- BCFC investigate new terminal sites for pedestrian and bicycle ferries in proximity to major population centres, rapid transit and rail. Examples of such locations include Bridgeport Station, Marine Drive Station, Waterfront Station, and downtown Victoria and Naniamo.
- BCFC implement a cycle storage standard on its vessels
MOTI devise and implement a long-‐term and scalable method for cyclists to
safely cross at the Massey Tunnel.
BCFC operates one of the largest integrated marine transportation networks in the world. It also owns and operates some of the largest parking facilities in the province. BCCC encourages the Ministry and its ferry service to take the opportunity afforded by this engagement process to shift its primary mission from providing a passenger vehicle transport service to establishing a critical link in a world class system of public transit.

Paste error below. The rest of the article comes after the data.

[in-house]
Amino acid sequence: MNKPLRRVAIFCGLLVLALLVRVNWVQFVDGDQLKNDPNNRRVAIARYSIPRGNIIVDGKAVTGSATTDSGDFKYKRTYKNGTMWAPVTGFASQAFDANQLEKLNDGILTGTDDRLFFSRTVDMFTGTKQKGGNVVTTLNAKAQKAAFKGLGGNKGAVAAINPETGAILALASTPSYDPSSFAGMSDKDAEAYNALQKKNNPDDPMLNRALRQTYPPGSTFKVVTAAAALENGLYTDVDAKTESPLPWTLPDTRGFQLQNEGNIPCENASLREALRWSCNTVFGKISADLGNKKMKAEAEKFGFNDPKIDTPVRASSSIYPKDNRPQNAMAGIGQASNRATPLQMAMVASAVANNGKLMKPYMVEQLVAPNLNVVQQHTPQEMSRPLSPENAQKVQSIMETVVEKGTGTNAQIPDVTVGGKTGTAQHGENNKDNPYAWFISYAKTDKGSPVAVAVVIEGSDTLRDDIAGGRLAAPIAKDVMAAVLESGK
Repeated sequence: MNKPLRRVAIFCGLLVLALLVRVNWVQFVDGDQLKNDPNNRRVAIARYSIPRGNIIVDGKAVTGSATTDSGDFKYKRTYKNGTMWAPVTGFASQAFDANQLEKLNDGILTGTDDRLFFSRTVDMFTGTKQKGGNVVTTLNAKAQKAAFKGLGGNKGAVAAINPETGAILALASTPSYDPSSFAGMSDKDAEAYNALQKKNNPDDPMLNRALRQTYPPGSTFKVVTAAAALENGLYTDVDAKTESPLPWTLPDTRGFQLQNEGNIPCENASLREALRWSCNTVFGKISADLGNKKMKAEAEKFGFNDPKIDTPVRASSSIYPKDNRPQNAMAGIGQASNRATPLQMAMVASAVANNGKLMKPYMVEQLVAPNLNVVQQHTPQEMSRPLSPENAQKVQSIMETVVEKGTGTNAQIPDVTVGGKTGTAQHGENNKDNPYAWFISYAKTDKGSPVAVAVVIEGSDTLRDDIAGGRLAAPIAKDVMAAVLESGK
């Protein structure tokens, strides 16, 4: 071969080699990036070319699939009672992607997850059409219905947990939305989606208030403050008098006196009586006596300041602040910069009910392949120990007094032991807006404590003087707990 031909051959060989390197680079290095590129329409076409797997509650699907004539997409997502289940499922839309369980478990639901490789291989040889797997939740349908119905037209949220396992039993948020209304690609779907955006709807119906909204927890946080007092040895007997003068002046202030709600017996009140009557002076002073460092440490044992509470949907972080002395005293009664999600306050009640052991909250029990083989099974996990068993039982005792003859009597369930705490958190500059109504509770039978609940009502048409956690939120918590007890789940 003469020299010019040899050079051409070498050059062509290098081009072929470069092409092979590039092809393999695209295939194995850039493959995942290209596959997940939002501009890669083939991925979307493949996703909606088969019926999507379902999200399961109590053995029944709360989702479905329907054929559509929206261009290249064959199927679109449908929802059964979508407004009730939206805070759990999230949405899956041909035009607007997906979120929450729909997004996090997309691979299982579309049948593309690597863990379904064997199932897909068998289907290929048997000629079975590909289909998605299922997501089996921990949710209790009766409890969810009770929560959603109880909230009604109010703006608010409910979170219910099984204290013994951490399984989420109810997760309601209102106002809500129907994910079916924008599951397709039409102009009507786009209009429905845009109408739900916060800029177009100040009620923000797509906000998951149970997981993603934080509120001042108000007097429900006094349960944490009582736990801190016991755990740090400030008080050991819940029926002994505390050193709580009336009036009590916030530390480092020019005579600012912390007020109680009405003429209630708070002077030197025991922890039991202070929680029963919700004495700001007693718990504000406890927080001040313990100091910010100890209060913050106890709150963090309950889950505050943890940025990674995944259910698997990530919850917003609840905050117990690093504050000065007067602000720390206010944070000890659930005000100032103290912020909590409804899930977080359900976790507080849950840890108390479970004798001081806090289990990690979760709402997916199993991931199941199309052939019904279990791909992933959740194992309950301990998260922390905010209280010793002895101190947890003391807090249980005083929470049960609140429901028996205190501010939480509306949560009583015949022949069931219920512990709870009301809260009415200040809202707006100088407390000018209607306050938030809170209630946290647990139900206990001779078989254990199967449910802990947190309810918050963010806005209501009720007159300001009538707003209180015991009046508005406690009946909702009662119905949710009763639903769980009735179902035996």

It is my pleasure to be able to invite you to the BCCC’s first Annual Conference to be held in conjunction with our Annual General Meeting (AGM).
By its very nature, ours is a movement in constant motion. The Annual Conference provides an opportunity to come together, reflect on our accomplishments, and take a bold step forward for cycling advocacy in our province. There is a recognized need for an annual forum to build Provincial cycling advocacy capacity, provide educational opportunities, and share best practices, in order to move our collective goals forward.